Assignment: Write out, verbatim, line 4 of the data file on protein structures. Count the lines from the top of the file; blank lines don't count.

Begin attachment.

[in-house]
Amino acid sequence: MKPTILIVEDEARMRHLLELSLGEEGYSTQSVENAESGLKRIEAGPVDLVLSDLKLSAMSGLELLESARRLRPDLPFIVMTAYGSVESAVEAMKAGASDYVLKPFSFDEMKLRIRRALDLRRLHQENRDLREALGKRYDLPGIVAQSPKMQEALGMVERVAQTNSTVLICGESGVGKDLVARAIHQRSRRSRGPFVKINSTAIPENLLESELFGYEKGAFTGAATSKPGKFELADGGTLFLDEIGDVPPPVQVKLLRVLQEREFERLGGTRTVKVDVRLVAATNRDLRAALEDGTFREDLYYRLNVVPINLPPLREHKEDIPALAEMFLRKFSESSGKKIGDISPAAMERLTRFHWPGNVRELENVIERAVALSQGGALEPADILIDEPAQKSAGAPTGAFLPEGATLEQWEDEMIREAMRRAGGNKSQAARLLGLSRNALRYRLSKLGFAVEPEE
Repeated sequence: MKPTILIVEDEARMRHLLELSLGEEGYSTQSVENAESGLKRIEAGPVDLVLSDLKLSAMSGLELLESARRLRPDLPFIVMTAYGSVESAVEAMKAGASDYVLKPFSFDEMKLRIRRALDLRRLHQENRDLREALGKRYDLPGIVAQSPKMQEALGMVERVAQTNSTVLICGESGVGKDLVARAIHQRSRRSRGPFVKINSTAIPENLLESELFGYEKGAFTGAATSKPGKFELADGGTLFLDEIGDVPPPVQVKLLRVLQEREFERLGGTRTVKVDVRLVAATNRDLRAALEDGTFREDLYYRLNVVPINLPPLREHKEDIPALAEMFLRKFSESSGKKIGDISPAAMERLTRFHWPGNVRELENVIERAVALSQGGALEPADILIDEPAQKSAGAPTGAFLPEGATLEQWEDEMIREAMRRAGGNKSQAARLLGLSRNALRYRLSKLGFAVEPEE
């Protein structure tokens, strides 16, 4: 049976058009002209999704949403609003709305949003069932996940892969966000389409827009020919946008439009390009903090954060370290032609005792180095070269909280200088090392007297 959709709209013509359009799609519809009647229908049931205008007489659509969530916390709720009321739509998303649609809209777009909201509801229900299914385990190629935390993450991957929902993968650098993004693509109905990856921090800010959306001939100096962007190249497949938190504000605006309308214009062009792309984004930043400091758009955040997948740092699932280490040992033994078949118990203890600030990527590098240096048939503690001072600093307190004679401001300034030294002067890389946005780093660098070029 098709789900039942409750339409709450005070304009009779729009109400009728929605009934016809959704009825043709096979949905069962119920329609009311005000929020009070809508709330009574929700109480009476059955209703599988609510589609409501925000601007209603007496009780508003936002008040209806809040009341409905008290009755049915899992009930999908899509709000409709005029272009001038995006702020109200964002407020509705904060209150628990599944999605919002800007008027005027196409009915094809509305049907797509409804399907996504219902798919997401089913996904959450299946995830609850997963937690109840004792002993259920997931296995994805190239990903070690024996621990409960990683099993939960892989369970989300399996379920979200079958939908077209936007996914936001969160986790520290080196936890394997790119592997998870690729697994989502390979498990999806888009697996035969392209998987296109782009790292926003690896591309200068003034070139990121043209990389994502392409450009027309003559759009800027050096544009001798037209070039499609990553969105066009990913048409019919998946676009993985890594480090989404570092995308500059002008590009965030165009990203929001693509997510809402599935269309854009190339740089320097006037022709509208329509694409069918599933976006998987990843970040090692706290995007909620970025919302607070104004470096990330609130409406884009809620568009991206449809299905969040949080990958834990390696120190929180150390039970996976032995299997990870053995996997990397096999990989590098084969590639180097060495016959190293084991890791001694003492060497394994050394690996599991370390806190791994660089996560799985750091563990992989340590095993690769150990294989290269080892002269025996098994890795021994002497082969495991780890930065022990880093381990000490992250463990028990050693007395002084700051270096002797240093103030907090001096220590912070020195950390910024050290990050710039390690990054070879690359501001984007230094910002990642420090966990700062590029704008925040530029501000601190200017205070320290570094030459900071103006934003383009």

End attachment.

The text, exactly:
């Protein structure tokens, strides 16, 4: 049976058009002209999704949403609003709305949003069932996940892969966000389409827009020919946008439009390009903090954060370290032609005792180095070269909280200088090392007297 959709709209013509359009799609519809009647229908049931205008007489659509969530916390709720009321739509998303649609809209777009909201509801229900299914385990190629935390993450991957929902993968650098993004693509109905990856921090800010959306001939100096962007190249497949938190504000605006309308214009062009792309984004930043400091758009955040997948740092699932280490040992033994078949118990203890600030990527590098240096048939503690001072600093307190004679401001300034030294002067890389946005780093660098070029 098709789900039942409750339409709450005070304009009779729009109400009728929605009934016809959704009825043709096979949905069962119920329609009311005000929020009070809508709330009574929700109480009476059955209703599988609510589609409501925000601007209603007496009780508003936002008040209806809040009341409905008290009755049915899992009930999908899509709000409709005029272009001038995006702020109200964002407020509705904060209150628990599944999605919002800007008027005027196409009915094809509305049907797509409804399907996504219902798919997401089913996904959450299946995830609850997963937690109840004792002993259920997931296995994805190239990903070690024996621990409960990683099993939960892989369970989300399996379920979200079958939908077209936007996914936001969160986790520290080196936890394997790119592997998870690729697994989502390979498990999806888009697996035969392209998987296109782009790292926003690896591309200068003034070139990121043209990389994502392409450009027309003559759009800027050096544009001798037209070039499609990553969105066009990913048409019919998946676009993985890594480090989404570092995308500059002008590009965030165009990203929001693509997510809402599935269309854009190339740089320097006037022709509208329509694409069918599933976006998987990843970040090692706290995007909620970025919302607070104004470096990330609130409406884009809620568009991206449809299905969040949080990958834990390696120190929180150390039970996976032995299997990870053995996997990397096999990989590098084969590639180097060495016959190293084991890791001694003492060497394994050394690996599991370390806190791994660089996560799985750091563990992989340590095993690769150990294989290269080892002269025996098994890795021994002497082969495991780890930065022990880093381990000490992250463990028990050693007395002084700051270096002797240093103030907090001096220590912070020195950390910024050290990050710039390690990054070879690359501001984007230094910002990642420090966990700062590029704008925040530029501000601190200017205070320290570094030459900071103006934003383009």